Norma Jeane’s childhood heroes were the ones she saw on the screen at Saturday matinees: Joan Crawford, Bette Davis, Jean Harlow, Gloria Swanson, Marlene Dietrich, Greta Garbo, and Clark Gable. Of these, Marilyn felt a lifelong attachment to Harlow and Garbo, actresses who, like herself, were as lonely and unhappy in their personal lives as they were celebrated on-screen. As for Gable, ever since she was a little girl Norma Jeane had dreamed that the handsome actor with the dashing mustache was her real father. Norma Jeane gave first husband James Dougherty a statue of General MacArthur, leading some biographers to speculate that he was an early hero of hers.
In 1954 she listed the men she thought were the most outstanding of the time: Marlon Brando, Michael Chekhov, John Huston, Jerry Lewis, Arthur Miller and Jawaharlal Nehru.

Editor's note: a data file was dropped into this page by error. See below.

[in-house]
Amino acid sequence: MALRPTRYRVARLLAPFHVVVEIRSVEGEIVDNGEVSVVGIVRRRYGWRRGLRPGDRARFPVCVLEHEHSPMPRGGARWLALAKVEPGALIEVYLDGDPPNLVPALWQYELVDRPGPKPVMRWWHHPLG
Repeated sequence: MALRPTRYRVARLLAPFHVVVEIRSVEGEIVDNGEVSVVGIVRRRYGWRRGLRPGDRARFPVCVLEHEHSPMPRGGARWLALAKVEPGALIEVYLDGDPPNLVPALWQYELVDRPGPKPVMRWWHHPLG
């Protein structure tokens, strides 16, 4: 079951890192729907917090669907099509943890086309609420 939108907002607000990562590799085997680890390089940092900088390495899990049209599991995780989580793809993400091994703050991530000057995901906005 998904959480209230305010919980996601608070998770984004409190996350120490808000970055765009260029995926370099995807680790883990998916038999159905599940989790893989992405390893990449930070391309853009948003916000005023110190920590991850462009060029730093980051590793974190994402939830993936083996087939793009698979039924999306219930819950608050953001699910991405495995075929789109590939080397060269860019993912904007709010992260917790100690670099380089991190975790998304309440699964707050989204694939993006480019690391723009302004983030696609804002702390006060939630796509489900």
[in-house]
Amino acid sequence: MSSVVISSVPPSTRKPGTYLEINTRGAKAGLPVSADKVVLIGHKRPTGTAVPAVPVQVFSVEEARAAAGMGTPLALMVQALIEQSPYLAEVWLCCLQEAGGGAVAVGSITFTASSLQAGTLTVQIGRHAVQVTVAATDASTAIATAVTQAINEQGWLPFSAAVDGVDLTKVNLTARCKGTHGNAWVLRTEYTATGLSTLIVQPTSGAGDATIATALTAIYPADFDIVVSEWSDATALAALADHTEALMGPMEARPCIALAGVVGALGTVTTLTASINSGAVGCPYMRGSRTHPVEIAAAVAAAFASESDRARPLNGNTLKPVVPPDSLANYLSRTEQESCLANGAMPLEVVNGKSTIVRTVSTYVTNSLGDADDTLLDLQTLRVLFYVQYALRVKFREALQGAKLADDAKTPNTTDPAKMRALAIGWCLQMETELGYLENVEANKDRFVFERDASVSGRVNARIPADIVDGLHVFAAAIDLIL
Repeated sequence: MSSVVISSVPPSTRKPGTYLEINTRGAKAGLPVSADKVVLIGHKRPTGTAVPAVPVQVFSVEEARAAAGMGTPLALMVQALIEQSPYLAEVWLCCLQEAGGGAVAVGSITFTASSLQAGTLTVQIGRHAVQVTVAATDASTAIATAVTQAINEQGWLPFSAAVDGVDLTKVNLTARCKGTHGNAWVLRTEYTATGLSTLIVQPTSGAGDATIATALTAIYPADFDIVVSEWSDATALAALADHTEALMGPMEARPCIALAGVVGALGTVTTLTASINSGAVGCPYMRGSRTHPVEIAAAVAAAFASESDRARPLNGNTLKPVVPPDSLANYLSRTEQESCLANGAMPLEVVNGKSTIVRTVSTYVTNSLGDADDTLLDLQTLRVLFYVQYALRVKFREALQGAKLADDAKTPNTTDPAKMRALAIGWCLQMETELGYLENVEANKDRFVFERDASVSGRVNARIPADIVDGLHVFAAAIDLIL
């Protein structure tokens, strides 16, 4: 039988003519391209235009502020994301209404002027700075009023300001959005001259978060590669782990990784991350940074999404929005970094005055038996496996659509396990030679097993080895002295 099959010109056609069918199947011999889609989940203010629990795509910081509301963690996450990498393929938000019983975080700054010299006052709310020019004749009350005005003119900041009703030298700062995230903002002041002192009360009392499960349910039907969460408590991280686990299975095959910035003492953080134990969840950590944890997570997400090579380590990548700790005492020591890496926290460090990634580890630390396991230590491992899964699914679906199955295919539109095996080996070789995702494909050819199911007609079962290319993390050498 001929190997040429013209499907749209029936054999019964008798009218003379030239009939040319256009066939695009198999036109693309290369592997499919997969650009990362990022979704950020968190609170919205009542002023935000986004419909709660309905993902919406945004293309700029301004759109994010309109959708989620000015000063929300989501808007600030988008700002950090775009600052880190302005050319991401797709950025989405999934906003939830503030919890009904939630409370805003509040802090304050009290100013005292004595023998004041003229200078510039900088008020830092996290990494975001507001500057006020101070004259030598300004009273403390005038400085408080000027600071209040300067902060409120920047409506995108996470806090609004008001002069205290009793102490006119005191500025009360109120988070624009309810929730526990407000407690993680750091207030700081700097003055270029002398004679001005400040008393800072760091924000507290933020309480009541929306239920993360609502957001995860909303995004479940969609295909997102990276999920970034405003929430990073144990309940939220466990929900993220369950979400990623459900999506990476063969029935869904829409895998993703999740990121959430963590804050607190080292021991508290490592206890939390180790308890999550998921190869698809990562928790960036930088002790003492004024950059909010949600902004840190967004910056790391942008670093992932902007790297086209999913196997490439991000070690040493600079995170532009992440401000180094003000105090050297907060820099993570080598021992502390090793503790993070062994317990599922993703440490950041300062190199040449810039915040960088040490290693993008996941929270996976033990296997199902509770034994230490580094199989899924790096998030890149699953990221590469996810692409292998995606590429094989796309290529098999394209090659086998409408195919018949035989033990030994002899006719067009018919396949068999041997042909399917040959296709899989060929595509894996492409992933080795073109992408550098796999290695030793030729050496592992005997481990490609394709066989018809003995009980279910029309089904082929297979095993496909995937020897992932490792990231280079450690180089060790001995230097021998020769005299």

By the mid-fifties, when she was studying the art of acting with Lee Strasberg, a man she admired for the last decade of her life, Marilyn’s acting heroes were classic Italian stage actress Eleanora Duse, and character actors Will Rogers and Marie Dressler, people who, as she said, “As soon as you looked at them, you paid attention because you know: They’ve lived; they’ve learned.”
Outside the entertainment world, Marilyn greatly admired men of genius integrity: Albert Einstein, Abraham Lincoln, Carl Sandburg, and Lincoln Steffens. Before his fall from grace, Arthur Miller was also in this category.
- The Marilyn Encyclopedia